“Nasich vemahapchan: Iyunim baproza shel Sami Michael” (“A Prince and a Revolutionary: Reading Sami Michael’s Prose”), edited by Yigal Schwartz, Gamma Books (Hebrew), 304 pages, 88 shekels
- You Won’t Believe Why They’re Studying Jacques Derrida in School
- Unlikely Alliance: Why Israel’s Secular Labor Party Woos the ultra-Orthodox
- Ronit Matalon's Novella Exposes the Rift Between Mizrahi and Ashkenazi Israelis
“A Prince and a Revolutionary,” a riveting collection that is the fruit of a conference devoted to Sami Michael at Northwestern University, in Illinois, in autumn 2015, stirs hunger, thirst – and amazement. Hunger to reread works by one of Israel’s leading writers; thirst for additional research literature that traces the conceptual development of his work and reveals his image as it arises from his fiction; and growing amazement at the silence of the Israeli literary establishment and at the way Michael has been ignored by scholars of Hebrew literature.
For me personally, reading Sami Michael’s work – irrespective of its humanistic, revolutionary and social orientation – is above all to riffle through a precious private family album. Michael sent my mother – his sister – every new book he wrote, inscribed with a personal dedication. After she died, when I was 9 years old, he started to send me his books with warm inscriptions – a custom he continues to this day.
Michael’s books are more than just important, fundamental works on the bookshelf of the struggle of the Mizrahim – Jews of Middle Eastern and North African origin. His 1974 novel, “All Men are Equal, But Some Are More,” deals with the roots of the discrimination, racism and inequality in Israeli society. Michael dedicated it to “My father, Menashe.” For me, each rereading of it evokes the image of my grandfather, who never recovered from the shock he felt after emigrating from Iraq to Israel, and became a shell of a man.
“Victoria” (1993; English translation 1995), the groundbreaking feminist novel that assails Mizrahi society’s patriarchy and the suppression of women both in the community and in the home, puts my grandmother at the center of its plot; my mother, Linda, also appears by name in the book. And my dear friend Juliano Mer-Khamis – the Israeli Jewish/Palestinian actor, director and filmmaker, who was assassinated in Jenin in 2011, age 52 – will live on forever together with his parents in the melancholic and heart-wrenching novel “Refuge” (1977).
For the past 15 years, Michael, who turned 90 last August, has served as the president of the Association for Civil Rights in Israel. His highly developed sense of justice stems from the same moral impulse and revolutionary fervor that fires his social activism. And it is the human being as such who is also at the heart of his writing.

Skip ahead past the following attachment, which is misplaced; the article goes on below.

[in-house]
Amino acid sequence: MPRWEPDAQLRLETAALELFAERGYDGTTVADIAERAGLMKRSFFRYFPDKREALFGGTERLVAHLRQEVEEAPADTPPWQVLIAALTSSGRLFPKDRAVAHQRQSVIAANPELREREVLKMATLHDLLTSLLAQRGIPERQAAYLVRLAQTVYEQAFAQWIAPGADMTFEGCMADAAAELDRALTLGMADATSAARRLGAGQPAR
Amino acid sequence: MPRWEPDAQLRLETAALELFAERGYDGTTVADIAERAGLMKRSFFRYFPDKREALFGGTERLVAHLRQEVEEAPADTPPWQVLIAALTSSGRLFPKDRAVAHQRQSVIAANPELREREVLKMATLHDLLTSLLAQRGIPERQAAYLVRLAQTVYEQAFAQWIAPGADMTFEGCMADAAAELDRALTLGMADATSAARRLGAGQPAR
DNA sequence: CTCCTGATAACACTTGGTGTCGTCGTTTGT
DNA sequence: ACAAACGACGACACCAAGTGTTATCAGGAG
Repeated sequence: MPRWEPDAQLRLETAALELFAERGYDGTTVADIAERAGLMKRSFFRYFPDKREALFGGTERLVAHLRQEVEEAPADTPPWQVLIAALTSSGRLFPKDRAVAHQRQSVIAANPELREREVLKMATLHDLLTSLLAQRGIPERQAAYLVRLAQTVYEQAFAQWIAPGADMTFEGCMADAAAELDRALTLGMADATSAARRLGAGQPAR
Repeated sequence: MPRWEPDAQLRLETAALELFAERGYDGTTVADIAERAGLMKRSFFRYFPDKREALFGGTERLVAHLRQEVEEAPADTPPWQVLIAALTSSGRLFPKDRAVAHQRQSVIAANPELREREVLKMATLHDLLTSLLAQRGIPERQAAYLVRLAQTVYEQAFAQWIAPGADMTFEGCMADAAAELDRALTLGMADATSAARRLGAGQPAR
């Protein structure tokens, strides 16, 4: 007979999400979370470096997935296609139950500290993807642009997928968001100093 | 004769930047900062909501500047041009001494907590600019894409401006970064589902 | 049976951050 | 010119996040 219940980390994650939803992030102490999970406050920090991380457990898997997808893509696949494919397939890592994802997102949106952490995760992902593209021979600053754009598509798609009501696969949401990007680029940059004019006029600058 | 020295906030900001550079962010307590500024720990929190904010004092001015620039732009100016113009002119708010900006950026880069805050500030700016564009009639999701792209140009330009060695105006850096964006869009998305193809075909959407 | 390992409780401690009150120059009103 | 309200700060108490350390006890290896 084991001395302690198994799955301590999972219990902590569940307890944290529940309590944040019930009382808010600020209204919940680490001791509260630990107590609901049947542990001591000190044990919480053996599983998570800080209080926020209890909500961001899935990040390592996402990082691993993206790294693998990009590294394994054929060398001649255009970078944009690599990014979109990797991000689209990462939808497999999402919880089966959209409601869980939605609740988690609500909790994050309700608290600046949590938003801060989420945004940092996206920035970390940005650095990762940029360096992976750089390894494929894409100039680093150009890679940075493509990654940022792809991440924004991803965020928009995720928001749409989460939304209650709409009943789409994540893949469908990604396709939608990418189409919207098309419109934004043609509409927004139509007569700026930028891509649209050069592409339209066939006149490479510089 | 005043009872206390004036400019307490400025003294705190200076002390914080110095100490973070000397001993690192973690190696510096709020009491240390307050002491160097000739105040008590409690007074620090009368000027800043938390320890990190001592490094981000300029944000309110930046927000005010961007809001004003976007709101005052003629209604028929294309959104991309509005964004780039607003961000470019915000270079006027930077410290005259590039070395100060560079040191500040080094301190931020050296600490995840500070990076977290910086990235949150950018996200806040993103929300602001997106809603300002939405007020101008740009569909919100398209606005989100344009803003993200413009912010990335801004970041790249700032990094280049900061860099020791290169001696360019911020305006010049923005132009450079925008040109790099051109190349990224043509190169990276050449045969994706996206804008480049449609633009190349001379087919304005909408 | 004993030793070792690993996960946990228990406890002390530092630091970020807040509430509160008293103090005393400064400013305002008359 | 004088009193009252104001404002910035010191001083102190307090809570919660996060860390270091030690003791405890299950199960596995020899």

“A Prince and a Revolutionary” consists of 15 essays (13 in Hebrew, two in English), which offer a renewed, comprehensive and in-depth reading of Michael’s oeuvre, as it interconnects with his personality and his humanistic-radical worldview.
The opening article, by Prof. Yigal Schwartz, who is also the volume’s editor, describes Michael’s novels as socially oriented, conversing with the European tradition of realism and naturalism (Dickens, Tolstoy, Dostoevsky, de Maupassant and others) that influenced the young Michael in Iraq. Schwartz casts Michael’s work in a new light against the background of his socially oriented writing and “his direct confrontation with the Zionist meta-narrative.”
Moving Mizrahi voice
Sami Michael was born Camal Menashe, in Baghdad on Aug. 15, 1926, into a well-established Jewish family. His father, who worked as a broker between importers and merchants in the textile business, was an autodidact and bibliophile. The Jewish high school Camal attended was one of the most prestigious educational institutions in Baghdad; boys and girls studied together there in a modern secular atmosphere. At the age of 15, Camal joined the communist underground in Iraq, working against the regime and in support of democracy and human rights. He was in charge of Communist Party-affiliated groups at high schools, was active in poor Shi’ite neighborhoods and served on the editorial staff of underground journals. For a year he attended the American University in Baghdad and wrote for the local press.